In such case, the cluster singleton instance is started on the next oldest node. However, a similar situation can occur if the oldest node and another node are partitioned from the rest of the nodes; all the other nodes are removed, resulting in just 2 nodes in the cluster.

Keep Referee

This strategy only keeps the partition that contains a specific node, called the referee. This strategy is ideal if there is some node that is critical to have an operational cluster. If the referee is removed from the cluster, all nodes are downed. The drawback of this strategy is that there is a single point of failure.

Simulating Split Brain Scenarios

Split brain scenarios are impossible to predict and difficult to simulate. However, a split brain resolver can be tested out by simulating some specific scenarios. In this section, split brain scenarios will be simulated using Docker by introducing network partitions.

Introducing the Einstein App

To simulate such scenarios, I have created a simple Spring Boot app named Einstein. The purpose of this app is to give an estimate of a person's intelligence quotient (IQ) when provided his/her name. Einstein was a bright person capable to provide us with estimates quickly. The source code for the app can be found here.

This application has two specific requirements:

  • High availability: The application should be accessible all the time, even under stress as millions of people may be asking Einstein their IQ.
  • Consistent: Once Einstein assigns an IQ value to a name, it remains the same forever. This means that if your name is Matthew and Einstein says that you have an IQ of 125, it will be 125 for every Matthew who queries their IQ.

Application Architecture

The app is composed of three services:

  • einstein: the service which calculates the person's IQ. It is accessed through a GET endpoint.
  • zookeeper: used for service discovery and cluster management
  •  nginx: a proxy that receives all HTTP requests and forwards them to the einstein service

To fulfill the first requirement, the einstein service is designed to be operated in a cluster. This would give reassurance that if one instance of the service fails, the Einstein app is still functional and can deliver the IQ values requested by the users. Due to the cluster, we have a potential risk of having a split brain — which will be simulated later on.

To fulfill the second requirement, the einstein service uses the actor model with cluster sharding. In this model, an actor is assigned a single name, is responsible for calculating the IQ, and for returning the same value whenever asked for it. In this way, any requests get the IQ of a specific name and will be processed by the same actor. Cluster sharding distributes the actors across the cluster and allows us to access the actors using a logical identifier (the person's name in this case).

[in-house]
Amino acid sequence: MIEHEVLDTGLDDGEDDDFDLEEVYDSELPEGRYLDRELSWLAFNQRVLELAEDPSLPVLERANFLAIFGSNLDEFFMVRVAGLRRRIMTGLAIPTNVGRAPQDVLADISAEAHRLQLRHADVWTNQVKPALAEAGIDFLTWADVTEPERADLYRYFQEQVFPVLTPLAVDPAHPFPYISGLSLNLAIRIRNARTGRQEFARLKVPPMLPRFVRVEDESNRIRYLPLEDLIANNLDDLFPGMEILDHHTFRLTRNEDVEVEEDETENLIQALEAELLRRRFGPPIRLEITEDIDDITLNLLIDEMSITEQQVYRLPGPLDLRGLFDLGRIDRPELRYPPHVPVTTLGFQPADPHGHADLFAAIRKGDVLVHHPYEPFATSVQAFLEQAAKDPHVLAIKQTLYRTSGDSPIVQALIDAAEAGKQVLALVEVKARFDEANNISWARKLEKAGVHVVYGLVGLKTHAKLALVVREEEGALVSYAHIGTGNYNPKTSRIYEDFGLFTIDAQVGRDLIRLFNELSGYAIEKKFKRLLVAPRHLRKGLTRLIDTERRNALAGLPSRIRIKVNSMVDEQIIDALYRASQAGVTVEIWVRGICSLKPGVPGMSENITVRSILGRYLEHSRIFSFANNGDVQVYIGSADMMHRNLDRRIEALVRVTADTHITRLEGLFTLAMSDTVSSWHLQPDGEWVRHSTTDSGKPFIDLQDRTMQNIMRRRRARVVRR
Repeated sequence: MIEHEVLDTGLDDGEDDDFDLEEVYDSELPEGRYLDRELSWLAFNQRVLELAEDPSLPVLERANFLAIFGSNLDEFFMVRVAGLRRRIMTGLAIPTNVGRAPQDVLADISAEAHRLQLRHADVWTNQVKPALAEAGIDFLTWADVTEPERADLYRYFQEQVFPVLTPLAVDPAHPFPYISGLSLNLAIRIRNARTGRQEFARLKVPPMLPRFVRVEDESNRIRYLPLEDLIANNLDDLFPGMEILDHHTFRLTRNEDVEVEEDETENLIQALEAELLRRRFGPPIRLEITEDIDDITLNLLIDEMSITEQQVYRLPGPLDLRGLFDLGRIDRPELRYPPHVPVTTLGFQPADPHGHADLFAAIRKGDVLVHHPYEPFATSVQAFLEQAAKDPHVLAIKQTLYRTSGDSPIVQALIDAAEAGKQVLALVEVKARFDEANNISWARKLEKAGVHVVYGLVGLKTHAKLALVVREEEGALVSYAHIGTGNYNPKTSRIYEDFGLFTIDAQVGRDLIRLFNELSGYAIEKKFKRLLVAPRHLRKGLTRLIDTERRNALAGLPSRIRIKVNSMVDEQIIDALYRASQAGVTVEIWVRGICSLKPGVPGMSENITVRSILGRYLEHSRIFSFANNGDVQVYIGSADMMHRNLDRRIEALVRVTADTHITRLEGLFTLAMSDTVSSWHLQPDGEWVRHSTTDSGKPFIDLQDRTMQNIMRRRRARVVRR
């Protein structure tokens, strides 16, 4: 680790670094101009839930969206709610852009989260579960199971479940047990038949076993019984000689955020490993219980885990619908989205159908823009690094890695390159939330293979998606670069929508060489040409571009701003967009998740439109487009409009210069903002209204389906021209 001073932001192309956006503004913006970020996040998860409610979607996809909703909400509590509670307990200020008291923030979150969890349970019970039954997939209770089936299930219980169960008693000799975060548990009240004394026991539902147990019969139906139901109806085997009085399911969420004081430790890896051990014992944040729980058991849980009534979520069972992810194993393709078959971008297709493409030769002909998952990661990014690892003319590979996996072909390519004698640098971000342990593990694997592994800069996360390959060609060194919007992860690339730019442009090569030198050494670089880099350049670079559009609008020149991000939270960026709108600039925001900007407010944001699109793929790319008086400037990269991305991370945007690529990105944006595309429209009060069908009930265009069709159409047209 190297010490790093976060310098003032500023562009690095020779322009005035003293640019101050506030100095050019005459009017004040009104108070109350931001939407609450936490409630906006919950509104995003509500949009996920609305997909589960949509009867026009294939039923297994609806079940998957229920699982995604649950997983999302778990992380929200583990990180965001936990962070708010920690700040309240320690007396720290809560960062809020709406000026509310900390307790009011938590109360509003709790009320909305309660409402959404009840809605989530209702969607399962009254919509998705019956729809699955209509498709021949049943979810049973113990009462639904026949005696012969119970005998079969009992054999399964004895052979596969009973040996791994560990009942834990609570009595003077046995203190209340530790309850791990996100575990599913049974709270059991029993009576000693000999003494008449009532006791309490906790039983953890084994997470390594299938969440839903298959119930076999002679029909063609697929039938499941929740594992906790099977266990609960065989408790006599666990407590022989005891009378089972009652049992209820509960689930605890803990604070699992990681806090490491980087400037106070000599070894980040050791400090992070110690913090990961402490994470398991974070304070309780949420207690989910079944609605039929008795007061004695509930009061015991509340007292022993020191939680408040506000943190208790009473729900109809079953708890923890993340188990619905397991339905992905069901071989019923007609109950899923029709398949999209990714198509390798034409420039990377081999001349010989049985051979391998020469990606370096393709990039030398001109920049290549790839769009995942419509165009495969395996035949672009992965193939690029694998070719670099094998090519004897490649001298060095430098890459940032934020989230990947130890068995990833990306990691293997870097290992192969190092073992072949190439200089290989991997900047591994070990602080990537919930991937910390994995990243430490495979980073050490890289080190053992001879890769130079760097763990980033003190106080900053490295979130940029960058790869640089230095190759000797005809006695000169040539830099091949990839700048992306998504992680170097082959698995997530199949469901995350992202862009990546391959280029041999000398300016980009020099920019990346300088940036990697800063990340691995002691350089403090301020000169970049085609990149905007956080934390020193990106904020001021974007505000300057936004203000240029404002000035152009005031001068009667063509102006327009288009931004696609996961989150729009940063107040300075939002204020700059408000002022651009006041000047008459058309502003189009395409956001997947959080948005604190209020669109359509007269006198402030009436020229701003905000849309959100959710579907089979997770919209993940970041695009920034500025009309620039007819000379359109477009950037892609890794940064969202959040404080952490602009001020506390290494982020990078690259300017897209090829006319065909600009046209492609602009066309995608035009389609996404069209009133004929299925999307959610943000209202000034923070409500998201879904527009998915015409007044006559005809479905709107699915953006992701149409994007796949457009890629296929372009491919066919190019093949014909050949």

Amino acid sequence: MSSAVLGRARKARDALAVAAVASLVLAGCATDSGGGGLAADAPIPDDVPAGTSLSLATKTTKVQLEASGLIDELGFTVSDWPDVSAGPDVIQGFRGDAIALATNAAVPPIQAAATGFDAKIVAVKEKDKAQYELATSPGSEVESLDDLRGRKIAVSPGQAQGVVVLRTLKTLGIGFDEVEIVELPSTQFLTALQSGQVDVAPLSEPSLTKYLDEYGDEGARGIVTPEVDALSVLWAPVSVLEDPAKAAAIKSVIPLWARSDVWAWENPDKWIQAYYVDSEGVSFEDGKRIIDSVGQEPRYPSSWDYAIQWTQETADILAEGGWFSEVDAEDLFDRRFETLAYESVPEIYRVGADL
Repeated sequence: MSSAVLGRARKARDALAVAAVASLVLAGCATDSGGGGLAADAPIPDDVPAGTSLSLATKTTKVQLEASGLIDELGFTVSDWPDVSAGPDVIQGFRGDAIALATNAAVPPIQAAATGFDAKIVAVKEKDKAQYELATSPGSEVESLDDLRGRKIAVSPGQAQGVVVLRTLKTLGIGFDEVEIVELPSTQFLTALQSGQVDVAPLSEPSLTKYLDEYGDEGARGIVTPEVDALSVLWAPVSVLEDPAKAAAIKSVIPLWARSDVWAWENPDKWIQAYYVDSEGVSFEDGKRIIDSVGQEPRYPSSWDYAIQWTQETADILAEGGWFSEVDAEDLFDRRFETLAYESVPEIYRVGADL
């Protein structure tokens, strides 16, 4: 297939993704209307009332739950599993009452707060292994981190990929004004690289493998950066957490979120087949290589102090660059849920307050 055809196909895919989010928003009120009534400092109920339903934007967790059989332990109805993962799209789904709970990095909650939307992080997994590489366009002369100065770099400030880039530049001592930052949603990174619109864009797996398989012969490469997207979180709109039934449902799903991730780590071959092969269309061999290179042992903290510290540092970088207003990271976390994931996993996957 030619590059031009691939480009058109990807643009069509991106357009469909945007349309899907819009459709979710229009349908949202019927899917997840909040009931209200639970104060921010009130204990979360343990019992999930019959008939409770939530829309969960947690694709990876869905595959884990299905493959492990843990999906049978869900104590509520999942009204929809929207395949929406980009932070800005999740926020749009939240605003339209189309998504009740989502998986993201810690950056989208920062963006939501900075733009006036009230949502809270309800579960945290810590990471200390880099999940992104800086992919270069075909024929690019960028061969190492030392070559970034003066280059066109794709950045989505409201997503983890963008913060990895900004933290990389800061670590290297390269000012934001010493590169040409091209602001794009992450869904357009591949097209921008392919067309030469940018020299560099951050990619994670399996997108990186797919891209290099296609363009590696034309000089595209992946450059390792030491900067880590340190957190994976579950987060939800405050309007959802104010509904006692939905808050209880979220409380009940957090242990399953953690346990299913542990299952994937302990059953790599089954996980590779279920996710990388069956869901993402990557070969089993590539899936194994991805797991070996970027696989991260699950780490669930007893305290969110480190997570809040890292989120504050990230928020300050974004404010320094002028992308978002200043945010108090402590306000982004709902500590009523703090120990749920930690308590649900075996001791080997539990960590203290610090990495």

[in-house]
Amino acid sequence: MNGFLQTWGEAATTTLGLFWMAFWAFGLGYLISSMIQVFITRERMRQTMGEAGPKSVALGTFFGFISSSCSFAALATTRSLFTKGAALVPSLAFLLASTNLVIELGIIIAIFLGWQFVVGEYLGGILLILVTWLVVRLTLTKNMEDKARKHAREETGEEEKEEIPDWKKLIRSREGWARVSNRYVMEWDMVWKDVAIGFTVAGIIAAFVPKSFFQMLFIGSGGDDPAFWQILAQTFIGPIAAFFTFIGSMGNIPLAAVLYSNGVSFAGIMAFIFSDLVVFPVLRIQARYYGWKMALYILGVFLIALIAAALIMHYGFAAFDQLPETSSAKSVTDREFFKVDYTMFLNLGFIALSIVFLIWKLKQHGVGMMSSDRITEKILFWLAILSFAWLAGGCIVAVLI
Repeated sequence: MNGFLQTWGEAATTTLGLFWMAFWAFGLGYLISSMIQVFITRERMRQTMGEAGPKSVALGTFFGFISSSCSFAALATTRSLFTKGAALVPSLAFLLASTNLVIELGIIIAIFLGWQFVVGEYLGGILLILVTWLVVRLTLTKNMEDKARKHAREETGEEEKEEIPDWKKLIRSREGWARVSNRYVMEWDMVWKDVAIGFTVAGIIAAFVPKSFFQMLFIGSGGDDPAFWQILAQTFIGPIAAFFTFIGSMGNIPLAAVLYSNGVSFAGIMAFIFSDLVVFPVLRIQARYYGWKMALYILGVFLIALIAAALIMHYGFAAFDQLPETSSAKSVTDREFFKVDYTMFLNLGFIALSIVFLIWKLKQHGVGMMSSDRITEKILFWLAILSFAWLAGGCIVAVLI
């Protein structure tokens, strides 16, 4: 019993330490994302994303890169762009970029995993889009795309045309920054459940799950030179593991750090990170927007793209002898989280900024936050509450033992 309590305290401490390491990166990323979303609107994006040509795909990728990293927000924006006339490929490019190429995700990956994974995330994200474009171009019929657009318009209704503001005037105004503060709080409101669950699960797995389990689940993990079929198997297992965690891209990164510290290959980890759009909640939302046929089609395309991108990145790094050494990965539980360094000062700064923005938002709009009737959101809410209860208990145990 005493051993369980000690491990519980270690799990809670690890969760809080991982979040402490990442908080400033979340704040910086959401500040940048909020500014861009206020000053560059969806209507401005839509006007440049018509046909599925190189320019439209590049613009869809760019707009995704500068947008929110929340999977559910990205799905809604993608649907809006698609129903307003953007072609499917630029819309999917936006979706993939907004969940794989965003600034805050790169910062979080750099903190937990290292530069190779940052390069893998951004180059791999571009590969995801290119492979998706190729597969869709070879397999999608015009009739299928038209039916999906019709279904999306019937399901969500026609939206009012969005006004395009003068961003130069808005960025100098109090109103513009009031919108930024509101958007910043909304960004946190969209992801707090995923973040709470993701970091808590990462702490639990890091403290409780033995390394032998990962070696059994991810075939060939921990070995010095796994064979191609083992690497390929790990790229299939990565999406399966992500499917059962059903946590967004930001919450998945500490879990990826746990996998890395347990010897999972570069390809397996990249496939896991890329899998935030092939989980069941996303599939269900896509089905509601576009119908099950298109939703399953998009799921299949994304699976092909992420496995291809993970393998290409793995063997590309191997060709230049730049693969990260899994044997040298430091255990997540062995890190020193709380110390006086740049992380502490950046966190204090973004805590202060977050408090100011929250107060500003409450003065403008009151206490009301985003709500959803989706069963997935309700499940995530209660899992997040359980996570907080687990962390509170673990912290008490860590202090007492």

Application Architecture

Building the Application

As a prerequisite to build the application, you must have Docker and Maven installed. Then just execute mvn clean install to build the app and mvn docker:build to generate the docker images for einstein and nginx. If you have difficulties in building the app because of the split brain resolver dependency (akka-cluster-custom-downing_2.11), follow the instructions in the readme section of the repository.

Starting the Application With Docker

As a prerequisite, you must have docker-compose installed. To start the application, go to the docker directory and execute the following command: 

docker-compose -f application.yml up

This will start all three services, however there is only one instance of the einstein service. To have a cluster of einstein services, there needs to be more than one service running. The following command gets multiple instances of this service up:

docker-compose -f application.yml up --scale einstein=3 einstein zookeeper nginx


Asking for an IQ

To get an IQ value for a name, perform a GET request on the following URL:
http://localhost:8080/iq/{name}

Simulation

The procedure to simulate a split brain is quite easy when you think about it; disable the network connection between the nodes. So... let me take you through the procedure:

  • Make sure to add the NET_ADMIN capability for the einstein service. This is required to alter the routing tables of a container.

  einstein:
    image: einstein:latest
    depends_on:
      - zookeeper
    cap_add:
      - NET_ADMIN
  • Launch the app using docker-compose, with three einstein services as described in the Starting the Application with Docker section.
  • Get the container IDs and IP addresses by inspecting the default Docker network: docker network inspect docker_default . We are interested in the Containers section of the output of this command:
"Containers": {
            "1e6d890d3edaea275bfb42cfc129c13f416d1ff0aa6b01818ae77e75aaaea143": {
                "Name": "docker_einstein_2",
                "EndpointID": "ff60e9c84a405148910c273d1d8a14ea053738261cbed17bf6c3fe6afd3f6089",
                "MacAddress": "02:42:ac:13:00:04",
                "IPv4Address": "172.19.0.4/16",
                "IPv6Address": ""
            },
            "6826c4cd2f95fa377d1dfdbdbb4cb34658905c8d3f5c8e963b40d3c1502b8518": {
                "Name": "docker_einstein_3",
                "EndpointID": "1cddc06cb767a8b68ef56cefe45622e34b0d34bdba8ea02ef6c72d46b36381d9",
                "MacAddress": "02:42:ac:13:00:05",
                "IPv4Address": "172.19.0.5/16",
                "IPv6Address": ""
            },
            "be9a6bc71403fa39794350ca63c47cc940f9b9e388b5c943a3ed02a1d5518942": {
                "Name": "docker_zookeeper_1",
                "EndpointID": "69444a1ce4ae0ccee7b260261b8372f762ef009d035b0e0e037b019c816f1a62",
                "MacAddress": "02:42:ac:13:00:02",
                "IPv4Address": "172.19.0.2/16",
                "IPv6Address": ""
            },
            "c0eaaea62b9db0935e91794296500b4e5c367c99f10096b4546cb08e14e30ce0": {
                "Name": "docker_einstein_1",
                "EndpointID": "21118dd28e5a734f7eaa3d6e93773e21e2dc8e06e662dc3fd8e767200b83d5c8",
                "MacAddress": "02:42:ac:13:00:03",
                "IPv4Address": "172.19.0.3/16",
                "IPv6Address": ""
            },
            "e864b4f873e6be9a8b92001a8f5a21427918eead39f0873ca314cf2f46bc44e1": {
                "Name": "docker_nginx_1",
                "EndpointID": "4a3d528ea92ca189dabdd22633c6894561dc007662097b4186fb49344ad03291",